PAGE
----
An overnight United Airlines nonstop flight from Dulles Airport near Washington, DC, took a National Press Club group to Buenos Aires in 11 hours (three of our compatriots from New York took a simultaneous American flight from Kennedy and joined us in Buenos Aires). With cocktails, dinner and breakfast served en route, a choice of movies available, and brisk walks around the cabin to keep the blood flowing, the trip passes quicker than you might think. Our base, the Hotel Emperador, is on a wide, tree-lined boulevard, Av. Del Libertador, less than an hour from the airport. With its central location, marble bathrooms, spacious sleeping areas, an attentive staff and elegant breakfast buffet included, the price of $185 U.S. a night is not unreasonable. Nearly 12 million people live in this capital city of Argentina and its suburbs, so heavy traffic is to be expected, but we encountered no traffic tie-ups during our travels around the area (summer being off-season also helped ease traffic). Our five-day stay in January included a city tour and a full-day guided tour to a Hacienda (Ranch) two hours south of the city for a folk dance show, barbecue feast, and an outdoor gaucho (cowboy) demonstration of horseback skills. We also took a day trip to the charming, historic town of Colonia, Uruguay, and went to a steak dinner which included a spectacular tango show.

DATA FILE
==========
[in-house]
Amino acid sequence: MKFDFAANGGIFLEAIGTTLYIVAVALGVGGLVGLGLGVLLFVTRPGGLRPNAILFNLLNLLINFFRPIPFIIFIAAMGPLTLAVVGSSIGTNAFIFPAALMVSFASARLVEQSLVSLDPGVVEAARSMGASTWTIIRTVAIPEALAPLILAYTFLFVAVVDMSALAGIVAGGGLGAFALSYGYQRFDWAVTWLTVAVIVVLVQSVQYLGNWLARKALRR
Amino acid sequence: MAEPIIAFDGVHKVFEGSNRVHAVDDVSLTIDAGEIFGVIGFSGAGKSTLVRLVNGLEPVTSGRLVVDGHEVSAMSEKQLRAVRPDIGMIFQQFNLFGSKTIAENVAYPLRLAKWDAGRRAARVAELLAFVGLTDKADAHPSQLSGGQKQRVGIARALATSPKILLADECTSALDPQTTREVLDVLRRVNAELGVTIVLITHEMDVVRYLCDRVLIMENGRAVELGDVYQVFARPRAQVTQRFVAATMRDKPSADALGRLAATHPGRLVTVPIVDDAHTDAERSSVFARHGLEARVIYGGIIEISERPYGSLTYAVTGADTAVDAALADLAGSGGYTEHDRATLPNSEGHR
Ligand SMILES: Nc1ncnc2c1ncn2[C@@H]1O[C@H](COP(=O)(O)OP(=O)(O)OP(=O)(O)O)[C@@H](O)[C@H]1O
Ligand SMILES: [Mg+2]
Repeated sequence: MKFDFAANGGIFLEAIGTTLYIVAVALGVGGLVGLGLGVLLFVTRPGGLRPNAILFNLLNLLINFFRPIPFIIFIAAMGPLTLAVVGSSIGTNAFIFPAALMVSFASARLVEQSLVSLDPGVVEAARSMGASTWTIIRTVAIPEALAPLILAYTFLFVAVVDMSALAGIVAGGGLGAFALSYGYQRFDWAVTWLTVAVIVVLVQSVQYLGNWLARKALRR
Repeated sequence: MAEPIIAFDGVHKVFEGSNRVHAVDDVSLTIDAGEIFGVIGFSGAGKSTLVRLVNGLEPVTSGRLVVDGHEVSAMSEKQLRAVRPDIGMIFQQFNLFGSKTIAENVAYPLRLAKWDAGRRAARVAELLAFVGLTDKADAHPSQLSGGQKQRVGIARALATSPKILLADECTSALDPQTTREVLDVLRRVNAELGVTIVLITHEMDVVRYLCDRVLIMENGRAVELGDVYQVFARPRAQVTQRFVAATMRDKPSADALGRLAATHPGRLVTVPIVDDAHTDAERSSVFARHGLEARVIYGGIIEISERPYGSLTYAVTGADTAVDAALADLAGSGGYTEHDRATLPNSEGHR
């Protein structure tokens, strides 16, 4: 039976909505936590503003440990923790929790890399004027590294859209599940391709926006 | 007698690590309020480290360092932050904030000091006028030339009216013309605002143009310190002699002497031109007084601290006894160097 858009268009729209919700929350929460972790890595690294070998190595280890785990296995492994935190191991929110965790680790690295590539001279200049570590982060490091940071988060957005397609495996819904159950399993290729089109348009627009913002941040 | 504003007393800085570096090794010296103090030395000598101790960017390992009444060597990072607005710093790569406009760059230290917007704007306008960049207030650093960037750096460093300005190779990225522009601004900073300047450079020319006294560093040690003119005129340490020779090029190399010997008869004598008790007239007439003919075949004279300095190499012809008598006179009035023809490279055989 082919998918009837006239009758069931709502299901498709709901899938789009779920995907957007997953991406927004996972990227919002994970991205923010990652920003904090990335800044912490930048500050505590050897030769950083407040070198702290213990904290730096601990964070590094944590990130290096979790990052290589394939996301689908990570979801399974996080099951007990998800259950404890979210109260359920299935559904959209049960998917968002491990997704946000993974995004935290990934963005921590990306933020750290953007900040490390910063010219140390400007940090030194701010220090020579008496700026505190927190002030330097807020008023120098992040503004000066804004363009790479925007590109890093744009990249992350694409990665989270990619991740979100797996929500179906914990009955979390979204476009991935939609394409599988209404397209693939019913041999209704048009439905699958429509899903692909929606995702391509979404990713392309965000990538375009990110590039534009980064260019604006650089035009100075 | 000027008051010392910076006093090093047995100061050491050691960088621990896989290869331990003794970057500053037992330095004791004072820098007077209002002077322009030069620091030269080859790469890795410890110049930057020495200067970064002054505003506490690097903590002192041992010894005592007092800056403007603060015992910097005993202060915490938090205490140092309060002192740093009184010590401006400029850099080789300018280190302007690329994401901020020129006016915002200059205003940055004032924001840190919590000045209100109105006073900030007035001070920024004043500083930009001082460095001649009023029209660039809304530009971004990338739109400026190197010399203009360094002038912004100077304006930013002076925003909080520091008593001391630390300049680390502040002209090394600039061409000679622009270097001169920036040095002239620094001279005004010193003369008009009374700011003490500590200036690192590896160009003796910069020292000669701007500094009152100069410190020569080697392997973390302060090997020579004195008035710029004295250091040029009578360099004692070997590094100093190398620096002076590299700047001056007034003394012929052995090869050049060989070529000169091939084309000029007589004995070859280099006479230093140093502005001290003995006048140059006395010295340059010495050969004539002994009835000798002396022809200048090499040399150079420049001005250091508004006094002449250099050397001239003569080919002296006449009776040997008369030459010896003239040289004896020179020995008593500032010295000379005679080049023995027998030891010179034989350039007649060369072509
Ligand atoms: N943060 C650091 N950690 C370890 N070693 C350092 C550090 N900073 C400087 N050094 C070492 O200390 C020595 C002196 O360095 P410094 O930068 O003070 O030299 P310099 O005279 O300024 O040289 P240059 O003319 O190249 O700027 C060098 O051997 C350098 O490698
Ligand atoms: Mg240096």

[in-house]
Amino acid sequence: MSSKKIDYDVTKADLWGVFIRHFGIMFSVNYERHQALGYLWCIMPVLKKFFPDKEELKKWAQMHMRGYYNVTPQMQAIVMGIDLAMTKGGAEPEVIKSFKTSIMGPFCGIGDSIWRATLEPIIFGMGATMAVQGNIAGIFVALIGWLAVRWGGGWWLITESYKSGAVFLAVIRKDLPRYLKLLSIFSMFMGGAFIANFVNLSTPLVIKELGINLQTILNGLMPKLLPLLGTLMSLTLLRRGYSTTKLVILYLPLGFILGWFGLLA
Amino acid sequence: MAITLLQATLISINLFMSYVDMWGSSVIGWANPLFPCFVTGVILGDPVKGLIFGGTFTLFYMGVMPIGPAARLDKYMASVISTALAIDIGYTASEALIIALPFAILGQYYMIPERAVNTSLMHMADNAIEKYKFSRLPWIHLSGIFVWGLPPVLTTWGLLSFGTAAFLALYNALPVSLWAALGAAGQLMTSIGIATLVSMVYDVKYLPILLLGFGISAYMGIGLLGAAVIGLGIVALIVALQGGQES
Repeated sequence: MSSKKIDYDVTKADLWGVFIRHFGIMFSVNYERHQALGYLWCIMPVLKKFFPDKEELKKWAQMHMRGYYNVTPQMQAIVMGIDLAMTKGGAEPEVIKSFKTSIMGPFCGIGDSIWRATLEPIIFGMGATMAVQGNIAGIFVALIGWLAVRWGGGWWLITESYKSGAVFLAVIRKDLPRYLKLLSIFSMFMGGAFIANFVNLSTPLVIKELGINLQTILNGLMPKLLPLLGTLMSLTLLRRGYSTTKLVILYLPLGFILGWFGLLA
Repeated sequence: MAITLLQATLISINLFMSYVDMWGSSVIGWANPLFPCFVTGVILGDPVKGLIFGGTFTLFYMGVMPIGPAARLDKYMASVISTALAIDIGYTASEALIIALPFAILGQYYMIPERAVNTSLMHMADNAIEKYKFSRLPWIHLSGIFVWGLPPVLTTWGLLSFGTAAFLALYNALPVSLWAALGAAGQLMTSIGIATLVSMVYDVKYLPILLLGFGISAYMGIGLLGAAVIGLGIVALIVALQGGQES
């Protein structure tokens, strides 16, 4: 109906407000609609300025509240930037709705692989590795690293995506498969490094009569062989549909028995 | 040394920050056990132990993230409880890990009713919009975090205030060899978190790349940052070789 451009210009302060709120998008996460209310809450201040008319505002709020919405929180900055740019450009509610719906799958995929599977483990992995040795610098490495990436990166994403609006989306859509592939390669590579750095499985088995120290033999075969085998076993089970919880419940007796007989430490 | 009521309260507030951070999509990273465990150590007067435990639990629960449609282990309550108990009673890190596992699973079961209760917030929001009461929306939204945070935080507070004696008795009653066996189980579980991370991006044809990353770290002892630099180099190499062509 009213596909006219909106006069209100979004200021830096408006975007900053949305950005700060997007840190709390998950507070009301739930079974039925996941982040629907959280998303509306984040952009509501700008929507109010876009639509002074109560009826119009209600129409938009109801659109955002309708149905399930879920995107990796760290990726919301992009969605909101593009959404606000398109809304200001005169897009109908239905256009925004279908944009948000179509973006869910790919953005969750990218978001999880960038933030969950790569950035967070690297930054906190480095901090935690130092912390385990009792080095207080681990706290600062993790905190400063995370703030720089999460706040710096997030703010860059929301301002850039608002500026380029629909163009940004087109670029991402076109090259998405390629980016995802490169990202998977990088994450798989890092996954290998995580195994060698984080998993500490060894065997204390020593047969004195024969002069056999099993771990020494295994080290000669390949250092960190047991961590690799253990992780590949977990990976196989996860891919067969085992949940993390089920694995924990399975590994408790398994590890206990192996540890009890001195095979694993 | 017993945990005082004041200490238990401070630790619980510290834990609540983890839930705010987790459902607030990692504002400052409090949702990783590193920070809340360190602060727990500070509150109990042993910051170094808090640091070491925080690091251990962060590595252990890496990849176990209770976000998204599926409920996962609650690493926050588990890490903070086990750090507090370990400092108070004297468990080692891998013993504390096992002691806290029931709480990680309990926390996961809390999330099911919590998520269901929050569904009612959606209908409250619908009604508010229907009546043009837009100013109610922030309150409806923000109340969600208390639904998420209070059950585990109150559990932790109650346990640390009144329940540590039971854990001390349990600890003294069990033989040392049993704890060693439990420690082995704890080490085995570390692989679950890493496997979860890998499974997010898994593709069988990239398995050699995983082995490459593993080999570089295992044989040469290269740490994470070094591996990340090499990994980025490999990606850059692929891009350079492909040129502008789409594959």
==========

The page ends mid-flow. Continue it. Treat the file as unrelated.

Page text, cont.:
Reinforced by the hotel’s breakfast buffet of bacon, ham & eggs, fruit, cereal, juice and coffee, we toured the city with a native “Puertena” guide, Sandra (aka “Sandrita“) in a blessedly air conditioned bus — it felt like the 90s outside (unless you can mentally convert Centigrade to Fahrenheit, you guess at the temperature). Argentina’s 24 provinces contain 38 million people, she said. Three million live within the Buenos Aires city limits. Passing residential apartment buildings, she said a typical apartment in the city rents for 9,100 pesos a month ($3,000 U.S.). With the average salary at only 7,000 pesos a month, it obviously takes more than one income to afford apartment living. These city dwellers do not give up their beloved dogs. Many Puertenos of both sexes can be seen on the avenues and in the parks earning a living by walking up to eight or ten dogs at a time.